A goofy-foot layup is not wrong, and for most children, it is the initial natural movement because it fits more closely with their previously-learned skills and coordination. Rather than start with constant corrections to move to the “traditional layup”, why not allow players to start with success? Encourage them to shoot in the manner of their choosing in an effort to make the shot. After all, we judge the “correctness” of a professional’s shot by its outcome; why hold beginners to a more difficult standard of making the shot AND using a specific technique? As players progress, coaches can introduce other layups and diversify the players’ skills.

Instead, we drill the traditional layup to such an extent that many middle-school and high-school basketball players can be differentiated from other athletes by their inability to skip. Many older basketball players who have been instructed in the proper layup technique change their skipping pattern to match their layup pattern: Rather than skipping by driving their left knee and right arm together, they drive their right knee and right arm. They have adopted a sport-specific pattern to such a degree that they have lost their initial coordination patterns.

This, of course, is why older players struggle to re-adopt the goofy-foot layup that initially came naturally. They must re-learn basic contralateral patterning. All because we are adamant that players start with one traditional layup, which differs from their previously-learned patterns and requires many repetitions, feedback, and corrections.

Rather than building on success, we make the initial learning harder and more frustrating, and later when we deem the goofy-foot layup to be technically- and strategically-appropriate, that learning becomes harder and more frustrating. All because we have a traditional view of what a “correct” layup looks like and refer to an important skill as “wrong”.

If a coach is adamant that jumping off the right foot to shoot a right-handed layup is wrong, the coach should not teach the layup. However, as Stephen Curry, Kyrie Irving, and others have shown, this would be limiting the players, and eliminating one potential weapon from their skill set.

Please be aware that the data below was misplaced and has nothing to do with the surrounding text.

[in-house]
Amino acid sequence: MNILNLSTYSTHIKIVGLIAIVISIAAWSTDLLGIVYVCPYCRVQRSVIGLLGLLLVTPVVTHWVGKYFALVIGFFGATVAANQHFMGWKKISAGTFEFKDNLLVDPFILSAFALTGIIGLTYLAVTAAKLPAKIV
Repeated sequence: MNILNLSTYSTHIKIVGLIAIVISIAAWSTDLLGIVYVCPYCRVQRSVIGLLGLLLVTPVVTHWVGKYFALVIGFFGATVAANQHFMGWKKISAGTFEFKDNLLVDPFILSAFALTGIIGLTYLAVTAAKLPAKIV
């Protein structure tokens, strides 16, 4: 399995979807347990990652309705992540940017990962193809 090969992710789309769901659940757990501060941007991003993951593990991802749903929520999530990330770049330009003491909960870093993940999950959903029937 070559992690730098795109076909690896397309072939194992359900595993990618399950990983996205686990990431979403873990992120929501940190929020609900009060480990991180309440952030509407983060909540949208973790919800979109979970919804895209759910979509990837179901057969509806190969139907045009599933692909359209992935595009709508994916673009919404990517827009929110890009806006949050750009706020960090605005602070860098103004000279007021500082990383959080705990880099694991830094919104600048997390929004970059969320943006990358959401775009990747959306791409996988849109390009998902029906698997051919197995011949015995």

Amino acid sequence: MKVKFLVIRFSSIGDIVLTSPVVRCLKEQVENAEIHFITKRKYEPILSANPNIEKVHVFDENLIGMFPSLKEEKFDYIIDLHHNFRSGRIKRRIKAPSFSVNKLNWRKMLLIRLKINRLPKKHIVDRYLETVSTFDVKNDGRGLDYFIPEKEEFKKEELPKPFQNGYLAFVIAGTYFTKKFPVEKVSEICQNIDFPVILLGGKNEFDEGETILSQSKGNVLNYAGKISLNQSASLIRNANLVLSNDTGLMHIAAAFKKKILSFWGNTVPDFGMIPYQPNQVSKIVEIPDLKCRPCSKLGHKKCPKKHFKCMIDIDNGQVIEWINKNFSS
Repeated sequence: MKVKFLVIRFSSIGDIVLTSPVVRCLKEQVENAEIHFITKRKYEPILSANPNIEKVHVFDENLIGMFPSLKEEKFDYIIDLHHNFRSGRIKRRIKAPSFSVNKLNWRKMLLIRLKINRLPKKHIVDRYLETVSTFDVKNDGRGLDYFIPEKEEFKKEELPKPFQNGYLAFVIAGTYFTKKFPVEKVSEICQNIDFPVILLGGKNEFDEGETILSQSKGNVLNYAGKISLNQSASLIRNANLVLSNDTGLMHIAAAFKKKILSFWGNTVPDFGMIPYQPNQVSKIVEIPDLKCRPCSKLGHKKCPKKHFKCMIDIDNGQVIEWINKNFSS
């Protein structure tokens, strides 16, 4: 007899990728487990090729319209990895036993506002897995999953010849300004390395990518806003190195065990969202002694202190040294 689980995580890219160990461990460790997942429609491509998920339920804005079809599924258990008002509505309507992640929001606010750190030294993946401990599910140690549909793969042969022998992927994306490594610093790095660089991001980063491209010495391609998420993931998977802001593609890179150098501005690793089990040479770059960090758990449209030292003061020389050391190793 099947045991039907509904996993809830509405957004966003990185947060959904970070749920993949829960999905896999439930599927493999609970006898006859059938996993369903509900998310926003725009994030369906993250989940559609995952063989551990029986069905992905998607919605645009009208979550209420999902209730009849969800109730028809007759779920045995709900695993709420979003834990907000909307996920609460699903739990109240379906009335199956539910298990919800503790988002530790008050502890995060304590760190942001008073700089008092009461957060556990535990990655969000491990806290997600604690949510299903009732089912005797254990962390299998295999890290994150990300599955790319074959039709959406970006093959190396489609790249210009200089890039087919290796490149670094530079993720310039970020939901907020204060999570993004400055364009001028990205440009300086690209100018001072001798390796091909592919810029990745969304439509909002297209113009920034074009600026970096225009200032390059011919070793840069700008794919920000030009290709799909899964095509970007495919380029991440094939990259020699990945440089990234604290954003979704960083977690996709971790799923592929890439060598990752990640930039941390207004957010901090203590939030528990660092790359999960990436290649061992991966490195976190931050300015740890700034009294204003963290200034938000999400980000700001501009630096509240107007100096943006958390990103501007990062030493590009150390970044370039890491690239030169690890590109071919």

SABA vs Zones

I saw this tweet with a play from the Clippers’ scrimmage, and immediately thought “that should have been a lob for a dunk”. I read the comments, and people appeared to think it was good defense.

The problem starts as the player receives the first pass over half-court.

This picture occurs just before the ball is passed to the player high on the right sideline.

At the start, the spacing is fine. Most high school teams teach to flash a player to the middle against the 1-2-2, and that would not be wrong. However, the current spacing creates an immediate 2v1 in the yellow circle above. Quick ball movement should be able to exploit this advantage.

This image is the instant that the player receives the pass.

Now, the spacing creates a problem. Why is the player circled above standing in the midrange? His positioning eliminates a driving lane for the player with the ball, and he is unprepared to shoot a three-pointer on the catch. If he is not a shooter, he should be positioned elsewhere, potentially in the dunker’s spot with his shoulders squared to the ball. This would create a 2v1 with the player circled below.

This image is then the attacker with the ball faces the basket.

Now, for some reason, our shooter in the corner still is not behind the three-point line. Despite this, the baseline defender is sprinting out toward him. What is the opposite post, circled above, doing? Does he not like to score? He is actually backing away from the basket area that is currently being vacated with no defender sprinting to take away the space. At this instant, there should be a lob for a dunk. The next best alternative is a flash to the ball side to take away the weak side help for a catch and finish at the rim. To end up with the next frame instead of the ball at the rim is terrible execution.

After looking to the basket, he looks away and starts to dribble middle as the original passer basket cuts because he is denied.

The attacker with the ball turns away from the basket and still no defender has covered the open space in yellow. Fortunately for the defense, the baseline attacker has backed further away from the basket, presumably because he hates offense. An adept passer could throw a little pocket pass to the point guard cutting because he has a step and there is no help defense, but if he was unwilling to throw the lob to an open player, I imagine he is not equipped to throw the pocket pass right there.